How the Alternative Minimum Tax Works

How to Avoid the AMT

Sit down for a minute with Form 6251, the Alternative Minimum Tax form from the Internal Revenue Service (IRS). For such a short document, it really packs in the confusion. One of the reasons that so many taxpayers are blindsided by the AMT is because the law is so ridiculously complicated. Only a certified public accountant can make sense of the 27 lines dedicated to the various types of income that are taxable under the AMT. This is why we recommend getting the advice of a good CPA if you think your financial situation may be wandering into AMT territory.

What are some warning signs that the AMT is imminent? If you make more than $75,000 a year, there is cause for concern. If you make more than $100,000, you might as well buy a red flag and wave it in the air. Other reasons to worry are if you own a business, own rental properties, own S-corporation stock or have exercised incentive stock options [source: Bischoff].

As confusing as Form 6251 is, it does serve a purpose. If you or your accountants fill in all of the information dutifully, you'll arrive with a number on line 33 called your "tentative minimum tax." This number becomes the Alternative Minimum Tax if -- and only if -- it is greater than line 35, which is the tax you owe from the regular Form 1040. As long as line 33 is less than line 34, you're in the clear. But this is a great way to find out how close you are to the AMT and to take aggressive measures to avoid it.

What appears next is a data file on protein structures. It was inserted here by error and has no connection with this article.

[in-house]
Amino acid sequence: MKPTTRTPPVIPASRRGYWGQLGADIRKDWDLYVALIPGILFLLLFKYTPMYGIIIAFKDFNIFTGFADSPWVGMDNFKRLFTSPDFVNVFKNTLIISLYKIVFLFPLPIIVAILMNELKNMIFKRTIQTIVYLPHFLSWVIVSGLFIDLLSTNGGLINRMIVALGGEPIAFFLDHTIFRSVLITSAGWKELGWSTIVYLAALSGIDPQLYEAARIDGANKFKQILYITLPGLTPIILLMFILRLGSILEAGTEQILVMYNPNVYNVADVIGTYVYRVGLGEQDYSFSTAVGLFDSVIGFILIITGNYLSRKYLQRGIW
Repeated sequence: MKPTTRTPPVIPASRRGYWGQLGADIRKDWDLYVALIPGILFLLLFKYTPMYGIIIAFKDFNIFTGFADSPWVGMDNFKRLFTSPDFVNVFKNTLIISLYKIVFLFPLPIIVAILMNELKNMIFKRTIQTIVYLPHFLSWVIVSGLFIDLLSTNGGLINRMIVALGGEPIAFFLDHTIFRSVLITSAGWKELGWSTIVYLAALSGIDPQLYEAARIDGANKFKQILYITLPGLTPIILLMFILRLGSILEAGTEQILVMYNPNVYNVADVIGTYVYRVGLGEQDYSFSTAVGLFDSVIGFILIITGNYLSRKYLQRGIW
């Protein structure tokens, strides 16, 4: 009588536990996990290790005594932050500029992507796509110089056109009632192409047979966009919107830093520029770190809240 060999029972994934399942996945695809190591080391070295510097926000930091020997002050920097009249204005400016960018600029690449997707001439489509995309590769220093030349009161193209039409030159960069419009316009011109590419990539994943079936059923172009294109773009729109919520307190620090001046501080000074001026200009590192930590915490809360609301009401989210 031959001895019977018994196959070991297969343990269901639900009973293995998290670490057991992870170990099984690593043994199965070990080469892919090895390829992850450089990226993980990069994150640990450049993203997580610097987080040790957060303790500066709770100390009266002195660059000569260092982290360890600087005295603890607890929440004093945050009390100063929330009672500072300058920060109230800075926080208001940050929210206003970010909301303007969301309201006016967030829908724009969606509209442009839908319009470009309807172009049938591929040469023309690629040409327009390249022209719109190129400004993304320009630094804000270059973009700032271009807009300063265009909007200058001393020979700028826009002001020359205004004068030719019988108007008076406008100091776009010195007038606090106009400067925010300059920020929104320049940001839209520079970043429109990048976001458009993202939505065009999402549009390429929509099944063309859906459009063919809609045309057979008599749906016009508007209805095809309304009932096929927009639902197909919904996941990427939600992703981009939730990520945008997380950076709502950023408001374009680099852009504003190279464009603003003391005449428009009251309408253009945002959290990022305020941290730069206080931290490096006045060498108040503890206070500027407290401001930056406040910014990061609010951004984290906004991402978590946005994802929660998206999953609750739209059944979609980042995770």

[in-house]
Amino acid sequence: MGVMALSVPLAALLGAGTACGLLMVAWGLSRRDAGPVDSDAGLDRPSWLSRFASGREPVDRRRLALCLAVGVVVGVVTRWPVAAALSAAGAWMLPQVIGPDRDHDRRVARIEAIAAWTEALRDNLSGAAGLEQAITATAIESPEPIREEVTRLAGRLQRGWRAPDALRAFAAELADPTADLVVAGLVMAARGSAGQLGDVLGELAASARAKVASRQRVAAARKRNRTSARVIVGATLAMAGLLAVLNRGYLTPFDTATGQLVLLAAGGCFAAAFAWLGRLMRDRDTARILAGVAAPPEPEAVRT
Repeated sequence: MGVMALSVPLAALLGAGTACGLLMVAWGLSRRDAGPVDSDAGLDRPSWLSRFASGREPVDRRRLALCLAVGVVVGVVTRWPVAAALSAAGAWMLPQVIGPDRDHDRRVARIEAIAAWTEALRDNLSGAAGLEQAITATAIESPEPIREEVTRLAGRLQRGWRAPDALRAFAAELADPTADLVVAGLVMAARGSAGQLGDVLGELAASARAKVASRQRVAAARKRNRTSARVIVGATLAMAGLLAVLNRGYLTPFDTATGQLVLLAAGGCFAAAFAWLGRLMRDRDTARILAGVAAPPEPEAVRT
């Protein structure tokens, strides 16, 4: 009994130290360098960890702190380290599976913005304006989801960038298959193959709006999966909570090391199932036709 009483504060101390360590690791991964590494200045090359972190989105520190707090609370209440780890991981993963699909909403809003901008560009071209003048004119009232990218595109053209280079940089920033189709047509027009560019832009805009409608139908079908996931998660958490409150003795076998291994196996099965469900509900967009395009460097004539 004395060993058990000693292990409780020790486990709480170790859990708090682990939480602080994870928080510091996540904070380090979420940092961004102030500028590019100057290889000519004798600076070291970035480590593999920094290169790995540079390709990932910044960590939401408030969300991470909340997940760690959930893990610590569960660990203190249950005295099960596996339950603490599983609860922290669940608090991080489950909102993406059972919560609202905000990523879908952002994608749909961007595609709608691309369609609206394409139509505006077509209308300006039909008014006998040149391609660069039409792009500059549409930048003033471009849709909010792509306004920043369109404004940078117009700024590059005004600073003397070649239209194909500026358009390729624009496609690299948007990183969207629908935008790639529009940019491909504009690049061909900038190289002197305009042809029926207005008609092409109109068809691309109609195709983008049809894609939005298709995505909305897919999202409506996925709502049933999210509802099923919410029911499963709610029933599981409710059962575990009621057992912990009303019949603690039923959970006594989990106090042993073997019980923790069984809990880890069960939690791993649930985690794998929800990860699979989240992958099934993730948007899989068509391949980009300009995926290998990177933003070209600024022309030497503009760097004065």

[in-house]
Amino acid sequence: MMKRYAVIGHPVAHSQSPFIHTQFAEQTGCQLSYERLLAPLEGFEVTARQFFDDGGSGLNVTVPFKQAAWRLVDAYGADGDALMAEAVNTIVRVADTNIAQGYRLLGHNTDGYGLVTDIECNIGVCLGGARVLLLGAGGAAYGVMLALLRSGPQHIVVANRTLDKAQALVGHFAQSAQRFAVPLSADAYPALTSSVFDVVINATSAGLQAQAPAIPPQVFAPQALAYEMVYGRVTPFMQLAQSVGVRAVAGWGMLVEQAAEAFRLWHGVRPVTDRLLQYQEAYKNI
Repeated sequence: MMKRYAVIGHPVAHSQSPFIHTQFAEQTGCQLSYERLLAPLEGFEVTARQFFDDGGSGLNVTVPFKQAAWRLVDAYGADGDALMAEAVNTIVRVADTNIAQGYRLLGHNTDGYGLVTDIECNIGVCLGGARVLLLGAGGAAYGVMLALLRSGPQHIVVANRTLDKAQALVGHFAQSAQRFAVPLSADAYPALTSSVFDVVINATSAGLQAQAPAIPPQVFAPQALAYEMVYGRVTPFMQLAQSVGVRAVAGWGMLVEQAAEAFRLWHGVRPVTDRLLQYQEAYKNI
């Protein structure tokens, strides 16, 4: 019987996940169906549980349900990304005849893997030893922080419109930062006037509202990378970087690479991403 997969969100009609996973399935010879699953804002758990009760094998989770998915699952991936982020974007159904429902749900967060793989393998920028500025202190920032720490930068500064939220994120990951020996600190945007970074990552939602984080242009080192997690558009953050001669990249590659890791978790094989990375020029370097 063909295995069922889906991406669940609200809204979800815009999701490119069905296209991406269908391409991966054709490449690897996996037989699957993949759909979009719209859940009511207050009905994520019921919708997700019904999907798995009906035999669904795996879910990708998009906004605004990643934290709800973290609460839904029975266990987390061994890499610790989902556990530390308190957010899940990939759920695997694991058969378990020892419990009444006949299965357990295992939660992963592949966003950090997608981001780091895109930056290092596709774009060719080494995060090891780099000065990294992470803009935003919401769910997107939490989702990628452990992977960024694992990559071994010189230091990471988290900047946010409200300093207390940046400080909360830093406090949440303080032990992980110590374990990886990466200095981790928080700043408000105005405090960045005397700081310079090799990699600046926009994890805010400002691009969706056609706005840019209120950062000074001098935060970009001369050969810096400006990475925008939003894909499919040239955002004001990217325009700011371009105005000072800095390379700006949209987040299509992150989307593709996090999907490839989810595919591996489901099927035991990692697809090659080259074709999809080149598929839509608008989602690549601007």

Since family size and marital status are two big contributors to the AMT, your hands are somewhat tied (unless your spouse considers higher taxes grounds for divorce). But there are a few things you can do to lower your exposure to the AMT:

  • Move to a state with lower taxes
  • Don't spend a home equity loan on anything other than your house
  • If you accrue a lot of unreimbursed business expenses from your job, ask your boss to lower your salary but increase your expense account
  • Be careful when exercising stock options. Talk to your CPA about tips to minimize your tax exposure [sources: TurboTax and Todorova]

For lots more information and tips on avoiding tax troubles, explore the related links on the next page.